Date of Award

Fall 10-1-2021

Document Type


Degree Name

Doctor of Philosophy (PhD)



First Advisor

Charles, David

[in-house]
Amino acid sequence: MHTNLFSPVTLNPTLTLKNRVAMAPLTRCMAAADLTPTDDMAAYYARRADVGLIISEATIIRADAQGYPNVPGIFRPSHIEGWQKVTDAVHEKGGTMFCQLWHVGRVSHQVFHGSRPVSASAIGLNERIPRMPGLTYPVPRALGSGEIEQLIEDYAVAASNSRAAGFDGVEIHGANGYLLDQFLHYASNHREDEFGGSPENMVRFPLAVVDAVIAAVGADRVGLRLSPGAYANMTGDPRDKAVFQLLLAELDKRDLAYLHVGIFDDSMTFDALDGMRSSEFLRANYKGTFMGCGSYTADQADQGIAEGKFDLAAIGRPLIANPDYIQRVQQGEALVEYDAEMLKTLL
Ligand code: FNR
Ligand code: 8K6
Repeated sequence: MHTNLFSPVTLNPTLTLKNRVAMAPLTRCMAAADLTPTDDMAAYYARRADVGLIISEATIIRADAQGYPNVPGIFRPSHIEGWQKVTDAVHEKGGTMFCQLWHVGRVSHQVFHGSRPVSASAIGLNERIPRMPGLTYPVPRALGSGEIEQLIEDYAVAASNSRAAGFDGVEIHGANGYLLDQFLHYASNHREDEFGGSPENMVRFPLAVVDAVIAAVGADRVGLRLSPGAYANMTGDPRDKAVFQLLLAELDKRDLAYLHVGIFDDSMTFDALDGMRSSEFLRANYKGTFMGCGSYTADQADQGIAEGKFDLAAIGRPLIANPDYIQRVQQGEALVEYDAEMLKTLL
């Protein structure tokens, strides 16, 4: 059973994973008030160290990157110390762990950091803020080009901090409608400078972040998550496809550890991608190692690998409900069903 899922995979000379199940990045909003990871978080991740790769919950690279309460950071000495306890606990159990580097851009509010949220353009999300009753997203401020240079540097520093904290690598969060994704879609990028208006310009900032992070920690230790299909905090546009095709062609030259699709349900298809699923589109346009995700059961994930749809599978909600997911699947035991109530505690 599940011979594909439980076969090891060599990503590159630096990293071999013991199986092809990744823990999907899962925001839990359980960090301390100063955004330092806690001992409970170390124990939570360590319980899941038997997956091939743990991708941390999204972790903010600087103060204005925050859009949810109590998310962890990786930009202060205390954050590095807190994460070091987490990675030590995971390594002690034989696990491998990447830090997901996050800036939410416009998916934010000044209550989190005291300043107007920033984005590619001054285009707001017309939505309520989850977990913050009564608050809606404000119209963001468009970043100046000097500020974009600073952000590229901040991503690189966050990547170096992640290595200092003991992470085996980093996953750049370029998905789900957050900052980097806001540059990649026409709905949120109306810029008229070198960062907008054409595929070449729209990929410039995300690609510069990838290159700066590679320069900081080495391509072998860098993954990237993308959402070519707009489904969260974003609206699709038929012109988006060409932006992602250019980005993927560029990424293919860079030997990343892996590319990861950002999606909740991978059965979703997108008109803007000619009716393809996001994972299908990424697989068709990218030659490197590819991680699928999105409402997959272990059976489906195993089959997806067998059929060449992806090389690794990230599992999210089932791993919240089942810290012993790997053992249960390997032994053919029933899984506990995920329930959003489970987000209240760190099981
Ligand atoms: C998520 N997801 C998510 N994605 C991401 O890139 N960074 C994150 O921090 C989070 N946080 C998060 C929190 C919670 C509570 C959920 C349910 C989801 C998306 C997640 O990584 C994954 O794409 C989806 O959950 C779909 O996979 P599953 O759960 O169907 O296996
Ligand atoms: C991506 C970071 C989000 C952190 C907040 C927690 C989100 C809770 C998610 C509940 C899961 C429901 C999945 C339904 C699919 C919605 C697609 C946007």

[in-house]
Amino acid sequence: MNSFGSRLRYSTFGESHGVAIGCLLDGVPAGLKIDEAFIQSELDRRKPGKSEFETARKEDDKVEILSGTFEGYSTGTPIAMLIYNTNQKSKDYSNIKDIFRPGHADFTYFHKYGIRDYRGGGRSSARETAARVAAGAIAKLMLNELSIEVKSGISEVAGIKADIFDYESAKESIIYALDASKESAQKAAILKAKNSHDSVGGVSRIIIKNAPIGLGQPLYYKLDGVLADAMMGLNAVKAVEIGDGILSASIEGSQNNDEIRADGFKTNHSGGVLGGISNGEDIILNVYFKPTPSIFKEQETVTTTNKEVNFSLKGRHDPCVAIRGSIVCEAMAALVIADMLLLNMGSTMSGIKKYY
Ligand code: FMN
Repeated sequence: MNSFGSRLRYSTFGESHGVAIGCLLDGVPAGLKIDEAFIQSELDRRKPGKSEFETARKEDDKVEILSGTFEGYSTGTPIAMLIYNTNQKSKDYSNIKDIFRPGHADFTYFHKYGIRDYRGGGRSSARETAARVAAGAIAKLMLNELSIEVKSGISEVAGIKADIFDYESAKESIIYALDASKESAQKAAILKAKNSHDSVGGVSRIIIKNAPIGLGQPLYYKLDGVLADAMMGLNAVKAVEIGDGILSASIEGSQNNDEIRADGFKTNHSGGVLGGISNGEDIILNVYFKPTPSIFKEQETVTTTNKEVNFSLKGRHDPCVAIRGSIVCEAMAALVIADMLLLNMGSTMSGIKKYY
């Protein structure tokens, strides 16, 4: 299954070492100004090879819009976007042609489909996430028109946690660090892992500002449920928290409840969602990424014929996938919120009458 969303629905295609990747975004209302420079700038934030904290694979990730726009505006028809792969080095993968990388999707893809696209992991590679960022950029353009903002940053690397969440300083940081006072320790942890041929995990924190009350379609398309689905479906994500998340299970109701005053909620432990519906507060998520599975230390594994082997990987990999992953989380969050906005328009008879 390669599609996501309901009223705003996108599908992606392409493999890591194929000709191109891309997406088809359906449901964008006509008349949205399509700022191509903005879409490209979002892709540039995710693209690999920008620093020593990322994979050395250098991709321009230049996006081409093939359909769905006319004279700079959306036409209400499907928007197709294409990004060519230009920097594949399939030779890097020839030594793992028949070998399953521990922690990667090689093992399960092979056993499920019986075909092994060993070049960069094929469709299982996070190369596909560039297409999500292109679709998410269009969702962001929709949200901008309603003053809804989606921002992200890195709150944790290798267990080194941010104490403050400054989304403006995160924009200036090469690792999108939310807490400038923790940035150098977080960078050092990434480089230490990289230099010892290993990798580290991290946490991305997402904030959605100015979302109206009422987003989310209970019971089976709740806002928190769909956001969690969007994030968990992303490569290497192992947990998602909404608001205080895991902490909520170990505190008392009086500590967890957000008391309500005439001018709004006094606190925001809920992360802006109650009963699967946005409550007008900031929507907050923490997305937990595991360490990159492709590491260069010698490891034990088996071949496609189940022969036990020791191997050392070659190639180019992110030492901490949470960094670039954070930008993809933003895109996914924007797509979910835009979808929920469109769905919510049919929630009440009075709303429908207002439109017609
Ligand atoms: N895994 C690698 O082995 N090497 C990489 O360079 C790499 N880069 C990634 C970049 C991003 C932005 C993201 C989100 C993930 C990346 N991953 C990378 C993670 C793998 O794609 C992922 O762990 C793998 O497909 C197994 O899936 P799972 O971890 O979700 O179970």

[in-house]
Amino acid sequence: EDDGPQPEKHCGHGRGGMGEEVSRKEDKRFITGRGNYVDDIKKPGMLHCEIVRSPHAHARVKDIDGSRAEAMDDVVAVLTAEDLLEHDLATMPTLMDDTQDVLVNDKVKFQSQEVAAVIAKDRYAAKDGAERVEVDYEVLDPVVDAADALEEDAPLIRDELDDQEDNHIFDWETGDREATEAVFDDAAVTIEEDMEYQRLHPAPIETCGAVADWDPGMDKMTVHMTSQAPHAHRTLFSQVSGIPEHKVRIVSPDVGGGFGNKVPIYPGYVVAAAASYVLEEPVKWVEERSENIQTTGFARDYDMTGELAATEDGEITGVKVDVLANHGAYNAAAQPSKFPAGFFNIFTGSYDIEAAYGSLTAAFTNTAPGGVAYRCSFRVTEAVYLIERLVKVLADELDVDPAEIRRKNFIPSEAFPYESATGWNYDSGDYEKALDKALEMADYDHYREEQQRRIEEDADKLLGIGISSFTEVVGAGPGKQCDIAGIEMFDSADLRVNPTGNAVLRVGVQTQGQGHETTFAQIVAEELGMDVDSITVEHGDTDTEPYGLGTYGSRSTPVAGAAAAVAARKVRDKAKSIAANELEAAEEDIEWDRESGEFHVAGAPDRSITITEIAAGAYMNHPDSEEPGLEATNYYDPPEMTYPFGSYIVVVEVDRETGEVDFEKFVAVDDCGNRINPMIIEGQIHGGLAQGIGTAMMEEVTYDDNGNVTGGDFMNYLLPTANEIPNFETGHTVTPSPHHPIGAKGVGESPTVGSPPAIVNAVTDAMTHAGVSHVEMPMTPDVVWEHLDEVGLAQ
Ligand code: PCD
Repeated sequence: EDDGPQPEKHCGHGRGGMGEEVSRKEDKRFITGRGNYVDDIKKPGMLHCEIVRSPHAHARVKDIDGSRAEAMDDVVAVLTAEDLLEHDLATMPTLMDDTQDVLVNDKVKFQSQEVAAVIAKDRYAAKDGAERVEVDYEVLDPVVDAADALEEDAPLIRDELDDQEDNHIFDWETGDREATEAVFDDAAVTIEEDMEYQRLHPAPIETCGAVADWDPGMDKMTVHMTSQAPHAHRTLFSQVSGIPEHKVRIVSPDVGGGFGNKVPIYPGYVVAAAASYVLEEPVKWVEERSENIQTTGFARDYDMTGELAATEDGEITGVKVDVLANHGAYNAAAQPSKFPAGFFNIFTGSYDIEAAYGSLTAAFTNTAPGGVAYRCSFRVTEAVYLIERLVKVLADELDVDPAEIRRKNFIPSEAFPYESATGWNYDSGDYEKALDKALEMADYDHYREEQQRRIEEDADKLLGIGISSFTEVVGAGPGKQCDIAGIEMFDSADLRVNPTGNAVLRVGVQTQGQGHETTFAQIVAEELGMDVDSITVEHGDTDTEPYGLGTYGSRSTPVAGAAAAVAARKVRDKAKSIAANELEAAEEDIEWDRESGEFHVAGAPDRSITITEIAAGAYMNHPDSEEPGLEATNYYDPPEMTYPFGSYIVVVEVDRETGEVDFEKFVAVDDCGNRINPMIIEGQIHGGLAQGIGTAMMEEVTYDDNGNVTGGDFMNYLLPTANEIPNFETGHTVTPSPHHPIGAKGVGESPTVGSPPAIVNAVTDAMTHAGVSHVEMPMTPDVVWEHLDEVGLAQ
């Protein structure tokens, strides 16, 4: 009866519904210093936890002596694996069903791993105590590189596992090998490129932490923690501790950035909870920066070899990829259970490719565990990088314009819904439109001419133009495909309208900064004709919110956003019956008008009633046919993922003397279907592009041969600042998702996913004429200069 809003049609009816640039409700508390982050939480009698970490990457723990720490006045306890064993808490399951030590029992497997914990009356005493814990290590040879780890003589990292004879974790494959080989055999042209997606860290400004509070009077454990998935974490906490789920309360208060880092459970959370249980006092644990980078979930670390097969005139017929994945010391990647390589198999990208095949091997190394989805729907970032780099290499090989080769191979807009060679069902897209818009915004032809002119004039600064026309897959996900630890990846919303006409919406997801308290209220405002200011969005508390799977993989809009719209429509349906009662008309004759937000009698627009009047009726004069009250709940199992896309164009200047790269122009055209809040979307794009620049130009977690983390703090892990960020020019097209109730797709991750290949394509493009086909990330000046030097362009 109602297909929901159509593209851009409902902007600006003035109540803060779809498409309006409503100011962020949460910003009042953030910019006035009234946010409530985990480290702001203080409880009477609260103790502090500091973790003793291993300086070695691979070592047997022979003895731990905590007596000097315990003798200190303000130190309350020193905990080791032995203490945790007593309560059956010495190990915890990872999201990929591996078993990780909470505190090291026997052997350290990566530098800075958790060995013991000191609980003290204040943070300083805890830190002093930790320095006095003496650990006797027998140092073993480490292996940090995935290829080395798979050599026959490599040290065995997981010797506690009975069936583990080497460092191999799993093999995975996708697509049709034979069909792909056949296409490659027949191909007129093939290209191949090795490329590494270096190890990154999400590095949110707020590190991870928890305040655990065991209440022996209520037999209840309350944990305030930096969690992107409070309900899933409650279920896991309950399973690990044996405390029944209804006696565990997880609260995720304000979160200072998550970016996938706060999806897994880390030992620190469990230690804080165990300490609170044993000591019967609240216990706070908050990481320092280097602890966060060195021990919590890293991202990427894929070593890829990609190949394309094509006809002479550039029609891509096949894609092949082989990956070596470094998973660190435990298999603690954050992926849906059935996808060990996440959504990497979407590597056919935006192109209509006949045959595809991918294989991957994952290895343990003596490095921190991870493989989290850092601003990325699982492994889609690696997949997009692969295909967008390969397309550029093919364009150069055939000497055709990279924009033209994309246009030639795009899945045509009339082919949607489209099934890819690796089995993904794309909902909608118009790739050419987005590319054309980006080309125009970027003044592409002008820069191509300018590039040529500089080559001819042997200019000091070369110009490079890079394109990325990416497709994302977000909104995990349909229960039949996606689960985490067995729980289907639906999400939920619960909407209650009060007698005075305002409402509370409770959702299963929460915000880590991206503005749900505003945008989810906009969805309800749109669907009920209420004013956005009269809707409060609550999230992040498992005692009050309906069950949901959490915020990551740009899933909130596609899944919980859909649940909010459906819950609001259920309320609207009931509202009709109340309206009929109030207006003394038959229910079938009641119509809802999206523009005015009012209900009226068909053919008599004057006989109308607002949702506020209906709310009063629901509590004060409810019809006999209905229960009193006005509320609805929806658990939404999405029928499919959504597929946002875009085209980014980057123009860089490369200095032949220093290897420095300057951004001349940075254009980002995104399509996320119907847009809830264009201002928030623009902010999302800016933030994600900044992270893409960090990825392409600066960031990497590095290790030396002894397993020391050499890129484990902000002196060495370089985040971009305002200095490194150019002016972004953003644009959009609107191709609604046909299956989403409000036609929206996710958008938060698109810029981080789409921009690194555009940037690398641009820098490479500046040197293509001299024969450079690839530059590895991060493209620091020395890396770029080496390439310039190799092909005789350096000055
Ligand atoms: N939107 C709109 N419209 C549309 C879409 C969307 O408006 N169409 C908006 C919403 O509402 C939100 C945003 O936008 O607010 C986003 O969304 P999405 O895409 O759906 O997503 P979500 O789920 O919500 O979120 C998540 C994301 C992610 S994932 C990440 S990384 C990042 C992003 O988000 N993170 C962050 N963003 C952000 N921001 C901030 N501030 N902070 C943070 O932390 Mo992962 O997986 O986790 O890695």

In this dissertation I defend an “Intellectualist” reading of the Eudemian Ethics (EE). According to this view, Aristotle identifies eudaimonia in the EE with the activity of “God’s contemplation,” subject to certain qualifications. In Chapter One I discuss Aristotle’s argument in EE I.8 that eudaimonia is the telos of the practicable goods. Next, in Chapter Two I analyze the Eudemian ergon argument. This argument is often thought to show that Aristotle holds an “inclusive” conception of eudaimonia, according to which eudaimonia is the combination of all forms of virtuous activity performed in a suitably long life. I argue that this reading is mistaken, and that the ergon argument is compatible with Intellectualism. Next, in Chapter Three I argue that Aristotle makes use of his result in EE I.8 at the very end of the EE and argues that the telos of the practicable goods is God’s contemplation, suitably qualified. Chapters Four and Five discuss two important topics left in the wake of my argument in Chapters One through Three. In Chapter Four I offer an account of how God’s contemplation, suitably qualified, could serve as the telos of the practicable goods. Finally, in Chapter Five I analyze Aristotle’s argument at the end of the EE for his conclusion that God’s contemplation, suitably qualified, is this telos.